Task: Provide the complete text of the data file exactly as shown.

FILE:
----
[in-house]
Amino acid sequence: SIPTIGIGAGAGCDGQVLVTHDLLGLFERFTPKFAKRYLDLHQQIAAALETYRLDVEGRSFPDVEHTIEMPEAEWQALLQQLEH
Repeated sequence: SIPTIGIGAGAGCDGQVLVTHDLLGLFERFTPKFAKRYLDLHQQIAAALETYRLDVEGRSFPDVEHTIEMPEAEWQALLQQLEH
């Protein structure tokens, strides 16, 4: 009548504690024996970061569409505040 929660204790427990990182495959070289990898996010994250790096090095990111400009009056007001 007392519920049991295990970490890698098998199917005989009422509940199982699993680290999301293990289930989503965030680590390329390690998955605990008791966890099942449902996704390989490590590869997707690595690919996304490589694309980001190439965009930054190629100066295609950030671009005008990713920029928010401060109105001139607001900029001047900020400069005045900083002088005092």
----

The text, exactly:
[in-house]
Amino acid sequence: SIPTIGIGAGAGCDGQVLVTHDLLGLFERFTPKFAKRYLDLHQQIAAALETYRLDVEGRSFPDVEHTIEMPEAEWQALLQQLEH
Repeated sequence: SIPTIGIGAGAGCDGQVLVTHDLLGLFERFTPKFAKRYLDLHQQIAAALETYRLDVEGRSFPDVEHTIEMPEAEWQALLQQLEH
């Protein structure tokens, strides 16, 4: 009548504690024996970061569409505040 929660204790427990990182495959070289990898996010994250790096090095990111400009009056007001 007392519920049991295990970490890698098998199917005989009422509940199982699993680290999301293990289930989503965030680590390329390690998955605990008791966890099942449902996704390989490590590869997707690595690919996304490589694309980001190439965009930054190629100066295609950030671009005008990713920029928010401060109105001139607001900029001047900020400069005045900083002088005092």